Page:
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Unit information: Law Gender and Sexuality in 2014/15

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Unit name Law Gender and Sexuality
Unit code LAWDM0033
Credit points 30
Level of study M/7
Teaching block(s) Teaching Block 4 (weeks 1-24)
Unit director Professor. Bibbings
Open unit status Open
Pre-requisites

None

Co-requisites

None

School/department University of Bristol Law School
Faculty Faculty of Social Sciences and Law

Description

This unit will consider the following: feminist and masculinities theories as well as theories of sexuality as they relate to law (including regulating the body; criminal law and criminal justice; family law; policing sex; human rights).

Intended learning outcomes

By the end of the unit, a successful student will be able to explain:

a) the basic theories of sex, gender etc;

b) the relevance of these theories to legal studies

c) the application of these theories to specific topic areas studied;, In relation to c) they should be able to: explain the different approaches to sex and gender etc (essentialist, social constructionist etc) and discuss them in relation to, for example, criminal law and criminal justice and other topics studied. They should also be able to explain and analyse theories of masculinities and femininities and sexualities in general as well as in the context of specific topics like the family and family law. Students should be able to critically assess both theories and the law and discuss potential solutions to any problems with current law and social policy, including the usefulness or otherwise of law reform. This unit is also intended to improve benchmark skills – specifically research skills.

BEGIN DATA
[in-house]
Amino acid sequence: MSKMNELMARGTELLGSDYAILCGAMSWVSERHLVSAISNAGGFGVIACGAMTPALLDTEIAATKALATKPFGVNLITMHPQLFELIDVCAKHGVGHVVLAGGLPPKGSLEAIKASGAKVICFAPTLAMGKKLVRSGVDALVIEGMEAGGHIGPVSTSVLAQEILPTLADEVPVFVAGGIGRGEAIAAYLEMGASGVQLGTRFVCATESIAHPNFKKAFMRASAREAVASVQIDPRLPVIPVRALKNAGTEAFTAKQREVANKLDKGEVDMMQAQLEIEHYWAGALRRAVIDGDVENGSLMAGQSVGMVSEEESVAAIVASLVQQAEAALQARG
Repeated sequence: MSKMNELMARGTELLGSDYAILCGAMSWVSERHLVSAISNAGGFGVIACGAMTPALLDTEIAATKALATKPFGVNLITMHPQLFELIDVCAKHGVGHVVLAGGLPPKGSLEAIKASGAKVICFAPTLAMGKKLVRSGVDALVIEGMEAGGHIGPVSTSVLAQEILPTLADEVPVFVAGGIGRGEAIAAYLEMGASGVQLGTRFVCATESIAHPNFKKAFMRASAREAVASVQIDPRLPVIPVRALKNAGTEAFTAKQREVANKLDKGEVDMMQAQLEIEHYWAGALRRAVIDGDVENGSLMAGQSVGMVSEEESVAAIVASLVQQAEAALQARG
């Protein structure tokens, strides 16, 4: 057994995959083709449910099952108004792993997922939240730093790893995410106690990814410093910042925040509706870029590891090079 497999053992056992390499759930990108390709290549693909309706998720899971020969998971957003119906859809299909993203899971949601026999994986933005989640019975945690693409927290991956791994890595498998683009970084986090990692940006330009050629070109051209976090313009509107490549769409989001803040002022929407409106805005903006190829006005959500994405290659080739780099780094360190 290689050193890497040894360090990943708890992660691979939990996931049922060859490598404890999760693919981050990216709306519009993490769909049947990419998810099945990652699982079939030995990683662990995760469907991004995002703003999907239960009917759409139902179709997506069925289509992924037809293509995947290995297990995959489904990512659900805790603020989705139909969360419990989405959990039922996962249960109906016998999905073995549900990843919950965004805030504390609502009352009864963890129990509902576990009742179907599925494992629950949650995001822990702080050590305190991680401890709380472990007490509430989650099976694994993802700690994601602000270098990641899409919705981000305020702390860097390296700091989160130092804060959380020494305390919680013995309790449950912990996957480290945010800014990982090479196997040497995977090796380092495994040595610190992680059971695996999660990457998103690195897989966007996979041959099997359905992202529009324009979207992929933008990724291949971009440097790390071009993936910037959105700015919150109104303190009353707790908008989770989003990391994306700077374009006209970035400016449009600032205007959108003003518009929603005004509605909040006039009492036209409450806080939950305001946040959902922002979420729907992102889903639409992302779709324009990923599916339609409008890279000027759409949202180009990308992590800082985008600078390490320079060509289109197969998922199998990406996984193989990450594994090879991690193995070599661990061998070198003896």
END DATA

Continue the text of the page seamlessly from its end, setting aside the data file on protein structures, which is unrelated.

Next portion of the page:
The essay questions are designed to assess both whether students are able to understand and apply the ideas about sex and gender etc across the breadth of the syllabus, and whether they were able to think critically about sex, gender and law.

Teaching details

11 X 2 hour seminars

Assessment Details

Summative - 2 x 3000 word essays (weighting 40/60%). Formative - students should do one formative assessment and will receive feedback on the first summative essay

Reading and References

H. Kennedy Eve was Framed (Vintage: London, 2005); C. Smart Feminism and the Power of Law (London: Routledge, 1989); R. Hunter, C. McGlynn, E. Rackley (eds) Feminist Judgements: From Theory to Practice (Hart: London, 2010); L. Bibbings ‘Heterosexuality as Harm: Fitting In’ in D. Gordon, P. Hillyard, C. Pantazis, S. Tombs Beyond Criminology: Taking Harm Seriously (Pluto Press, 2004); L. Bibbings ‘Images of Manliness: The Portrayal of Soldiers and Conscientious Objectors in the Great War’ (2003) 12(3) Social and Legal Studies 335-358.

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